Aboriginal Learning Centres Are Working

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In 2009, all states and territories signed a national partnership agreement with the Federal Government on Indigenous early childhood development — part of which was a four-year federal funding commitment to establish Aboriginal early learning centres in 38 disadvantaged communities across Australia.

Staff at the centres are now nervously awaiting next week’s federal budget after the Commission of Audit recommended federal funding to Aboriginal controlled early childhood services be cut and replaced with a voucher system for Aboriginal families to use at mainstream providers.

The CEO of a Melbourne-based learning centre, Lisa Thorpe, explains why the cuts will be disastrous for Aboriginal communities.

There was a real need for an Aboriginal Early Childhood Family service in the Whittlesea area, and we began our plans for the centre before any federal funding came down. We had already started talking to the state government and working with the local community about what was required.

With the federal funding, it all fell into place really well. The centre we’ve got is beautiful. We had total input as Aboriginal people about what we wanted to see happen, with all our local content put into the building.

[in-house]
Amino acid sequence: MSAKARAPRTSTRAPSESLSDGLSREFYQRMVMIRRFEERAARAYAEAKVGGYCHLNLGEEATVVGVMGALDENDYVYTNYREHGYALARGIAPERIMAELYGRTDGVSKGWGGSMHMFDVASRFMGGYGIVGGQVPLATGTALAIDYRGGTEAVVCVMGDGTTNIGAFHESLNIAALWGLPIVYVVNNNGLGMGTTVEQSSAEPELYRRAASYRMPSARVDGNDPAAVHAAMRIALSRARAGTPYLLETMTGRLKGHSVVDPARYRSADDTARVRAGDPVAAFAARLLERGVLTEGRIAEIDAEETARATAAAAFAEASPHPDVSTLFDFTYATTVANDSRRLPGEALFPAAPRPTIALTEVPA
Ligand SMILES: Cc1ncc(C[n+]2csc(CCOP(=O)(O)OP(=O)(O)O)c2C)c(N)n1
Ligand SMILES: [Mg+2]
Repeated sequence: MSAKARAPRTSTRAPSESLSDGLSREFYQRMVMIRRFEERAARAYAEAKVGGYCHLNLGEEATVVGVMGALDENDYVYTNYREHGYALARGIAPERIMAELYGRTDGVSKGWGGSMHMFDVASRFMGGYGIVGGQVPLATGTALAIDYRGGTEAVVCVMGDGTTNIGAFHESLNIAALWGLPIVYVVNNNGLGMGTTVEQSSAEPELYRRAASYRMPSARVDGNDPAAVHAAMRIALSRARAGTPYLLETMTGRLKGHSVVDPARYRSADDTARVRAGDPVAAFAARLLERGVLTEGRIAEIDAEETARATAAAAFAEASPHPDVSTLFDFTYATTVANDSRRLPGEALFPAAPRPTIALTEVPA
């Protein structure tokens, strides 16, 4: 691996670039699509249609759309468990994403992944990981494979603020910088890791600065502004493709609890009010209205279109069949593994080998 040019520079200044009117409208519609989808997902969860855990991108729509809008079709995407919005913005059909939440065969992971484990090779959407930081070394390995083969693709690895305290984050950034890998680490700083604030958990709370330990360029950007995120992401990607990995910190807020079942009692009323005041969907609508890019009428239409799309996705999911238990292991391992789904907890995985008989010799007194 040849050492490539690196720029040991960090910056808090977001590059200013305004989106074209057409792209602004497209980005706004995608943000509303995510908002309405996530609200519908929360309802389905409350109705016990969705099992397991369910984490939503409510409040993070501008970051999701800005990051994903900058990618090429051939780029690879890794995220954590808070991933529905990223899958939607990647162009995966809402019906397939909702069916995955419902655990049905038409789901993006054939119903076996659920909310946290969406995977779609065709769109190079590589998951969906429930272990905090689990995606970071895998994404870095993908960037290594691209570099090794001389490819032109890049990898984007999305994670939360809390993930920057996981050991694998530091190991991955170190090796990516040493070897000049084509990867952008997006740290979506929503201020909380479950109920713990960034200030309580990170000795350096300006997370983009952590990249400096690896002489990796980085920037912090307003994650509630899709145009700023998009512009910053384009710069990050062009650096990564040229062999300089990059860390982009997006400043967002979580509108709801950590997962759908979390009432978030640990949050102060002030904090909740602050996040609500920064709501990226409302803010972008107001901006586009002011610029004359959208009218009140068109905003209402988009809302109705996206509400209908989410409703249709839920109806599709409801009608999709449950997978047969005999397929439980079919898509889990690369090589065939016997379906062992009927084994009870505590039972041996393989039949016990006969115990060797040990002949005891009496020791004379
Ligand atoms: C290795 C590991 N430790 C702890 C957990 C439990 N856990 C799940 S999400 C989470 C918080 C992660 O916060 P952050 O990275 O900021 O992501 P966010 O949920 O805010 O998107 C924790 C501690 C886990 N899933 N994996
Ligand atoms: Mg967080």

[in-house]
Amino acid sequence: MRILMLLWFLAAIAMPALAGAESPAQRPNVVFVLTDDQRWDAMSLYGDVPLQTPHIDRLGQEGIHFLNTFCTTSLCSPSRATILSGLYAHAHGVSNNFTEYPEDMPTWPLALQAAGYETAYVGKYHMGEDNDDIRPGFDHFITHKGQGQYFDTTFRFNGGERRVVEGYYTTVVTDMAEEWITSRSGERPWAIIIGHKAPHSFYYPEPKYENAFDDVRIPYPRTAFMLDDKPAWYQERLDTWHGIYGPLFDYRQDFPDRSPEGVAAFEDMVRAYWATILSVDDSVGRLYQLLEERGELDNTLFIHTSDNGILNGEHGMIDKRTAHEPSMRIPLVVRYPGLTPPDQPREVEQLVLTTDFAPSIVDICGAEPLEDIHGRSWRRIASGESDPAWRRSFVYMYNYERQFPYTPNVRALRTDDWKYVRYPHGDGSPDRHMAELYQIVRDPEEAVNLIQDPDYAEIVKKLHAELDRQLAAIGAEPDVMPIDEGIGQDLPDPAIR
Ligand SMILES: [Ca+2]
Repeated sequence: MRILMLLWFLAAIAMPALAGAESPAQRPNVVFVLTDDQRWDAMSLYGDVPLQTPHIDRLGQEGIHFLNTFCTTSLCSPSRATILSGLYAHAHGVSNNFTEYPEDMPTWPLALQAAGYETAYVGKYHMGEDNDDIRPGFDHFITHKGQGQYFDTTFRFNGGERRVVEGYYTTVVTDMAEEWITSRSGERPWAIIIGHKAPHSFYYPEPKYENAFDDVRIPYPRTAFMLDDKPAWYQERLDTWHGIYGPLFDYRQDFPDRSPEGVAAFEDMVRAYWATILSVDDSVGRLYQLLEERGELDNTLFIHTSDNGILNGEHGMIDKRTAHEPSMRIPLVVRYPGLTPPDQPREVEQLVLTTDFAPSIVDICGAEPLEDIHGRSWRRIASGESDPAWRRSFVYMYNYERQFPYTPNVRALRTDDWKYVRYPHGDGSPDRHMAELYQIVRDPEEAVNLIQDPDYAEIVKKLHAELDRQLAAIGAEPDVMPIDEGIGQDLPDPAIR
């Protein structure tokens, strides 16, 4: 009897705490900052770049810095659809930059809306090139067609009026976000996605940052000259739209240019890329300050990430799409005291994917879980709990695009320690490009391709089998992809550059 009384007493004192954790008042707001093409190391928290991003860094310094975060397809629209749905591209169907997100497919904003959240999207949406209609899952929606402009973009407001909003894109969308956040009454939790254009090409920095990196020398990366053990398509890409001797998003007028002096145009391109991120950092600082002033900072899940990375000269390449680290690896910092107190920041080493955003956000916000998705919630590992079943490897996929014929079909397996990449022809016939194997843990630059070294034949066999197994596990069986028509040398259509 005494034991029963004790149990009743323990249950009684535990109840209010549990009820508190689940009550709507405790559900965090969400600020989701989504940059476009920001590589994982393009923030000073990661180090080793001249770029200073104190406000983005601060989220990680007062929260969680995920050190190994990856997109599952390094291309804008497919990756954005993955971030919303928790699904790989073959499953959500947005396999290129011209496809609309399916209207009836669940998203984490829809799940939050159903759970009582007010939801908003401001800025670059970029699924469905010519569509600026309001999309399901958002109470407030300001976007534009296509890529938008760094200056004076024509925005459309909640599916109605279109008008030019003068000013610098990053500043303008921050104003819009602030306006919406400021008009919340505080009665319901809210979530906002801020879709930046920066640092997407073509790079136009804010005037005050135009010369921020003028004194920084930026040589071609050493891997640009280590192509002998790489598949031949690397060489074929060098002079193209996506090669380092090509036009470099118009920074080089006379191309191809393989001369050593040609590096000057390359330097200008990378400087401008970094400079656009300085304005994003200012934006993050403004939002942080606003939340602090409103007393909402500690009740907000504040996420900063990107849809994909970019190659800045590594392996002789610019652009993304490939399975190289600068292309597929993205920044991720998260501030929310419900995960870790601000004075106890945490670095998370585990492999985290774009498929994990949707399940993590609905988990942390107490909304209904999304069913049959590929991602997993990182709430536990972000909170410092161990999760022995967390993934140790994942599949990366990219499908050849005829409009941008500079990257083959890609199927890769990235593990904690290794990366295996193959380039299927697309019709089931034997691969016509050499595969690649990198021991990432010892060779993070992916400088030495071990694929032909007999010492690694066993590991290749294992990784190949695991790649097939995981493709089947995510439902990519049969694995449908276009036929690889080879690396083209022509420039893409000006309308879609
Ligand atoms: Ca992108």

This has been a fantastic opportunity to grow as an Aboriginal community in the Northern suburbs of Melbourne. It’s one of the fastest growing Aboriginal populations in Melbourne. There’s about six or seven babies born in the local hospital every month.

It’s a huge growth population, but we weren’t visible. The local engagement of Aboriginal communities was in Fitzroy or Thornbury, where the Aboriginal services have been established for many years. The population growth of Aboriginal people and housing needs has pushed Aboriginal families further and further out.

What the Bubup Wilam centre has done is made people visible, really pulled us together as a community.

The centre has had a positive impact on education outcomes for local children. Whittlesea Council will tell you that before Bubup was established, they never knew of one Aboriginal child enrolled in kindergarten here. They were asking when we started, “where are you going to find these children?”

We never even had to advertise. After just two and a half years, we now have 74 children enrolled.

It’s not just the children learning here, we work alongside the families as well. Many of the families have had bad experiences in schools themselves. How can you teach your children to feel confident with school system, if generationally your family has not had it?

Now the local schools are filling up with Aboriginal children. Before Bubup Wilam was established there were only one or two Aboriginal children in the local primary school next door. Now there are 20. The families are feeling confident to send their children to the local schools, instead of having to travel long distances. The secondary school is starting to grow with the Aboriginal population as well. The same is true with other schools in the area.